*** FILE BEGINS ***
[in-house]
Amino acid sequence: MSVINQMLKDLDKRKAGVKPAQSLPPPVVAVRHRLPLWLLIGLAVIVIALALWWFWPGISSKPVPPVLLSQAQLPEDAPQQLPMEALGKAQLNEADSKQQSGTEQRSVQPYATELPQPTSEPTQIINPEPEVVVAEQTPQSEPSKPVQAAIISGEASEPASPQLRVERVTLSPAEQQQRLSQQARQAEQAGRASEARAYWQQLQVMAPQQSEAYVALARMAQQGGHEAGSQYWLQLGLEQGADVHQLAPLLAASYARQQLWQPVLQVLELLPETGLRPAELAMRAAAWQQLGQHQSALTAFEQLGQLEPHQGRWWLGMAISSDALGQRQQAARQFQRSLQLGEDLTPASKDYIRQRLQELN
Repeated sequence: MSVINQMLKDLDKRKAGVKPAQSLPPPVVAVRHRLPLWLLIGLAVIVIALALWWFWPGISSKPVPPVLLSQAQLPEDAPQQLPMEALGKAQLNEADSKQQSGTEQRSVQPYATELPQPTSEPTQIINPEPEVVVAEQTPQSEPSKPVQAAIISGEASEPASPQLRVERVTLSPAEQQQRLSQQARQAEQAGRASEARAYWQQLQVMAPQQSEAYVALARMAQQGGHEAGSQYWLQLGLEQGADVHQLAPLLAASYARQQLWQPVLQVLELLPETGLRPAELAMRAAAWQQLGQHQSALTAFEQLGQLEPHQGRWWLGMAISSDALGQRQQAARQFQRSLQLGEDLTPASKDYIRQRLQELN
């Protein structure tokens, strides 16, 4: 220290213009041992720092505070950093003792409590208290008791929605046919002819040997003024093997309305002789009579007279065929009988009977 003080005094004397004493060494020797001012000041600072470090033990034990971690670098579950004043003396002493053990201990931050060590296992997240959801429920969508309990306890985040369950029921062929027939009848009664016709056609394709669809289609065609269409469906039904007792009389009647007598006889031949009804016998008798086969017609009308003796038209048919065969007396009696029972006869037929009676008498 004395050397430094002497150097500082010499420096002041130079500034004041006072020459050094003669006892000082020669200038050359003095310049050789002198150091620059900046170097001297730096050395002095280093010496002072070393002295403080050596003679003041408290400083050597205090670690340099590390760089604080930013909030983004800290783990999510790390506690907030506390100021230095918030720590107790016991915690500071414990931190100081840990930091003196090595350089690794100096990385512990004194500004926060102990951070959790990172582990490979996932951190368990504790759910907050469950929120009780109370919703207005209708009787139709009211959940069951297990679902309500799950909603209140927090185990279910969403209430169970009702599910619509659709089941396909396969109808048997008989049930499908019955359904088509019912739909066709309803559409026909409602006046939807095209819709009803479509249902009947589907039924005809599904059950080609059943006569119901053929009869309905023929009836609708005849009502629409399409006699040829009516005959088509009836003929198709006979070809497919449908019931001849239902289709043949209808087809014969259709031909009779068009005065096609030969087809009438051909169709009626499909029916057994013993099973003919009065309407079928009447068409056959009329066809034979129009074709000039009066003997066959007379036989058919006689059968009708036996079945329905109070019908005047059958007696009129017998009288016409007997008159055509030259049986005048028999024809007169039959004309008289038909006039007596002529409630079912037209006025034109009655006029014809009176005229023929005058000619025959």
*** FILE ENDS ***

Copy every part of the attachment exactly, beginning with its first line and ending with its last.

[in-house]
Amino acid sequence: MSVINQMLKDLDKRKAGVKPAQSLPPPVVAVRHRLPLWLLIGLAVIVIALALWWFWPGISSKPVPPVLLSQAQLPEDAPQQLPMEALGKAQLNEADSKQQSGTEQRSVQPYATELPQPTSEPTQIINPEPEVVVAEQTPQSEPSKPVQAAIISGEASEPASPQLRVERVTLSPAEQQQRLSQQARQAEQAGRASEARAYWQQLQVMAPQQSEAYVALARMAQQGGHEAGSQYWLQLGLEQGADVHQLAPLLAASYARQQLWQPVLQVLELLPETGLRPAELAMRAAAWQQLGQHQSALTAFEQLGQLEPHQGRWWLGMAISSDALGQRQQAARQFQRSLQLGEDLTPASKDYIRQRLQELN
Repeated sequence: MSVINQMLKDLDKRKAGVKPAQSLPPPVVAVRHRLPLWLLIGLAVIVIALALWWFWPGISSKPVPPVLLSQAQLPEDAPQQLPMEALGKAQLNEADSKQQSGTEQRSVQPYATELPQPTSEPTQIINPEPEVVVAEQTPQSEPSKPVQAAIISGEASEPASPQLRVERVTLSPAEQQQRLSQQARQAEQAGRASEARAYWQQLQVMAPQQSEAYVALARMAQQGGHEAGSQYWLQLGLEQGADVHQLAPLLAASYARQQLWQPVLQVLELLPETGLRPAELAMRAAAWQQLGQHQSALTAFEQLGQLEPHQGRWWLGMAISSDALGQRQQAARQFQRSLQLGEDLTPASKDYIRQRLQELN
């Protein structure tokens, strides 16, 4: 220290213009041992720092505070950093003792409590208290008791929605046919002819040997003024093997309305002789009579007279065929009988009977 003080005094004397004493060494020797001012000041600072470090033990034990971690670098579950004043003396002493053990201990931050060590296992997240959801429920969508309990306890985040369950029921062929027939009848009664016709056609394709669809289609065609269409469906039904007792009389009647007598006889031949009804016998008798086969017609009308003796038209048919065969007396009696029972006869037929009676008498 004395050397430094002497150097500082010499420096002041130079500034004041006072020459050094003669006892000082020669200038050359003095310049050789002198150091620059900046170097001297730096050395002095280093010496002072070393002295403080050596003679003041408290400083050597205090670690340099590390760089604080930013909030983004800290783990999510790390506690907030506390100021230095918030720590107790016991915690500071414990931190100081840990930091003196090595350089690794100096990385512990004194500004926060102990951070959790990172582990490979996932951190368990504790759910907050469950929120009780109370919703207005209708009787139709009211959940069951297990679902309500799950909603209140927090185990279910969403209430169970009702599910619509659709089941396909396969109808048997008989049930499908019955359904088509019912739909066709309803559409026909409602006046939807095209819709009803479509249902009947589907039924005809599904059950080609059943006569119901053929009869309905023929009836609708005849009502629409399409006699040829009516005959088509009836003929198709006979070809497919449908019931001849239902289709043949209808087809014969259709031909009779068009005065096609030969087809009438051909169709009626499909029916057994013993099973003919009065309407079928009447068409056959009329066809034979129009074709000039009066003997066959007379036989058919006689059968009708036996079945329905109070019908005047059958007696009129017998009288016409007997008159055509030259049986005048028999024809007169039959004309008289038909006039007596002529409630079912037209006025034109009655006029014809009176005229023929005058000619025959």